PALO ALTO, Calif. — When the cloud cover eventually cleared, a serene scene of the rolling hills that sit east of Stanford Stadium came into focus.
For a chunk of Saturday’s first half in the regular-season finale for AP No. 15 Notre Dame, it was about all that was worth watching. That and the passing planes on final approach into nearby San Jose. The product produced by the Irish down on a soggy and slippery track? Not so much. Not yet.
But the clouds cleared enough for the Irish to do more than enough to get to where they wanted to go. To get win No. 10 with a 45-24 victory over Stanford.
A regular season that started with training camp the first Sunday in August on the hot and steamy shores of Lake Maxinkuckee and that initial practice at Culver Academy ended in the relative cold and dreariness of Northern California on the last Saturday in November. At least this road game was the first not played at night. Newspaper editors/readers/writers rejoiced.
Saturday’s win marks the second time in program history that Notre Dame (10-2) has won double digit games for three-straight seasons, the first since 1991-93.
“It just shows where we’ve gone,” tight end Cole Kmet said. “Really special.”
Saturday was the first time a Brian Kelly-coached Irish team won at Stanford, after five losses. The 10 wins? That’s a big deal, Kelly said. The five previous losses here? Not a big deal.
“It’s just, check it off the list so you guys won’t talk about it,” he said.
He was joking. Kind of.
How shaky did Notre Dame look in the first half before ripping off 31 unanswered points? The Irish needed an Isaiah Foskey punt block and Justin Ademilola recovery at the Stanford 1 to wrestle momentum. An eventual Tommy Tremble touchdown catch off that special teams play brought Notre Dame to within three, at 17-14. Against that team. In front of that many empty seats.
It took that short drive, then a sweet 41-yard touchdown catch by Chase Claypool off a sideline go route to flip what was a 17-7 Irish deficit into a 21-17 halftime lead. That sequence was more than enough to get Notre Dame back on track after a first half that was, well, a little sluggish.
The better team looked like the better team the rest of the way.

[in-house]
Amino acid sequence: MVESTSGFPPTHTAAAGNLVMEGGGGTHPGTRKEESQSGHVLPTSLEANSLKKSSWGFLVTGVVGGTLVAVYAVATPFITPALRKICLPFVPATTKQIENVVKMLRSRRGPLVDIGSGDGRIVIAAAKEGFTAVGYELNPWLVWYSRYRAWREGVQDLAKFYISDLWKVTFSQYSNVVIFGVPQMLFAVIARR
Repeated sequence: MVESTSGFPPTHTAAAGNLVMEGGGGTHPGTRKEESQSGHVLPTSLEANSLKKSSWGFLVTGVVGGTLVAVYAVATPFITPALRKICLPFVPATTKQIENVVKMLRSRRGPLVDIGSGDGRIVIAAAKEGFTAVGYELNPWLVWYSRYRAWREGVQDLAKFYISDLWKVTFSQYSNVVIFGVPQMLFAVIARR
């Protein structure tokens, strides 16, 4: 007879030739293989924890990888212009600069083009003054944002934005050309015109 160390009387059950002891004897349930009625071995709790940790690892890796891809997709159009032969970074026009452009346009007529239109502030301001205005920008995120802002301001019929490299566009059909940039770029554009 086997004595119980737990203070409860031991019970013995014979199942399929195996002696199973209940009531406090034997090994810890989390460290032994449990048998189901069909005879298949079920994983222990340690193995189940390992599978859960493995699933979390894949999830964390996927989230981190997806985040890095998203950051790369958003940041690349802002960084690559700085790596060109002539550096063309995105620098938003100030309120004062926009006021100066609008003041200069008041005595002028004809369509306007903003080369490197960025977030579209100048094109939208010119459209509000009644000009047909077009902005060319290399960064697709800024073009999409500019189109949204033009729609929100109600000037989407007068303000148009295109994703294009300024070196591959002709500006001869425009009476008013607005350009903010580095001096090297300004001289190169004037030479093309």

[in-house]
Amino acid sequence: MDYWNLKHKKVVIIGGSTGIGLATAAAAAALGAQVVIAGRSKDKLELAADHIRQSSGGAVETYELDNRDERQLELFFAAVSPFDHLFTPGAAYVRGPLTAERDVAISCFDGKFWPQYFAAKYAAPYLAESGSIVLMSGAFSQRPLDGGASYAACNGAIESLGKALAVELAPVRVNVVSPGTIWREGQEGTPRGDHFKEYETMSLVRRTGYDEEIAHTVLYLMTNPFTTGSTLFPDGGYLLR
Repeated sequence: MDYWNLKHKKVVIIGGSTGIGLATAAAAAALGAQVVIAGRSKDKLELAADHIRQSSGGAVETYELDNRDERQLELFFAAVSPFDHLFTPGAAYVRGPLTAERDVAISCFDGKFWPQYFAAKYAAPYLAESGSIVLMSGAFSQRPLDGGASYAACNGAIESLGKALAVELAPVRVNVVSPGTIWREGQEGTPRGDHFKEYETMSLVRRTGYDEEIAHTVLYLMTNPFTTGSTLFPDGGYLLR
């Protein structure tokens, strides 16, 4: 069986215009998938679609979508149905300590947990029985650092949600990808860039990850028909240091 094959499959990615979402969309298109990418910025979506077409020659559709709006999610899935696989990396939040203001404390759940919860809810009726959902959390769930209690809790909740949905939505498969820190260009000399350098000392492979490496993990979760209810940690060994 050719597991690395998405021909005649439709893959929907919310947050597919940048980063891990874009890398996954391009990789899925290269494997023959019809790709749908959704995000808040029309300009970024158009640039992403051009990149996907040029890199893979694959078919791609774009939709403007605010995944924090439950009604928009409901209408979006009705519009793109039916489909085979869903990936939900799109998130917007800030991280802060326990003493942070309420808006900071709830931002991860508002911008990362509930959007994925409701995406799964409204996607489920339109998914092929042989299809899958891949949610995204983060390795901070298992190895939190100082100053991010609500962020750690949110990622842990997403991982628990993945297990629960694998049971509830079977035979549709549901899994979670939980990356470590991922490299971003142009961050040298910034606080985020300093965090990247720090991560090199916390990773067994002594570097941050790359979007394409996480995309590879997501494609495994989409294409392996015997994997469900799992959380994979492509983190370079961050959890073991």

The Irish didn’t look good on either side of the ball early. The defense was waaay too loose. The previous week again Boston College, it allowed only 191 total yards. Stanford (4-8) racked up 278 by half.
The offense? Just not in gear. In front of some 170 family members and friends, quarterback Ian Book settled in to throw four touchdowns. But there were times when it was hard to tell what team had won nine games coming in and what team’s season would end after this one.
By late in the third quarter, it was obvious.
“We weren’t panicked,” Kelly said of Stanford’s early surge. “They weren’t going to mail it in.”
Stanford Stadium looked more like a spring game-like setting with an announced crowd of 37,391. There were times when it felt like it was far more pro-Irish than pro-Cardinal. When Claypool snared his touchdown pass late in the first half, it sounded like the Irish-to-Cardinal fan split was 70-30 … for Notre Dame.
It was often so quiet that Book’s hand clap/snap signal was audible way up in the press box.
Trying to find the words to explain how this one went sideways would’ve been a monumental struggle. Notre Dame’s two losses this season were somewhat expected. Maybe even predictable. But Stanford’s nowhere near Georgia in terms of talent or atmosphere, and the weather wasn’t anywhere near as bad Saturday as it was against Michigan. There was no reason for Notre Dame to play as poorly as it did early.
Yet it found its way out. Other teams, out here, might not have fared as well. Or played so well.
Rain started falling about two hours before the game, basically right as the Irish traveling party arrived and the group of players made their way from the locker room to midfield for their usual pre-pregame prayer. It rained — hard at times, really hard at others, then disappeared until returning for a minute late in the third quarter. It never was much of a factor.
By game time, the rain had stopped on a 48-degree day. It should never be that cold when palm trees are present. Just makes it feel colder.
While Kelly remained on the West Coast to recruit, Notre Dame’s traveling party was scheduled to fly back following Saturday’s game. Thanks to the relatively early kick time, there was a chance the Irish would arrive back on campus sooner than they did earlier this year in night road games against Duke and Georgia and Michigan.
What time the Irish landed back home mattered little. This regular-season run’s over. Close the book on it. There were ups (a 5-0 November) and downs (no need to relive those) for a program that started the season dreaming of a second-straight appearance in the four-team College Football Playoff but ends it likely headed for Orlando and the Camping World Bowl.
Not exactly in line with the lore of Parseghian and the Four Horsemen and Rockne and everything else, but one that will have to do. For now.
There’s no more practice or game plans to prep for — at least for the coming week. After 12 regular-season games, it’s time for a break.
And, after a Saturday afternoon in Northern California, an exhale.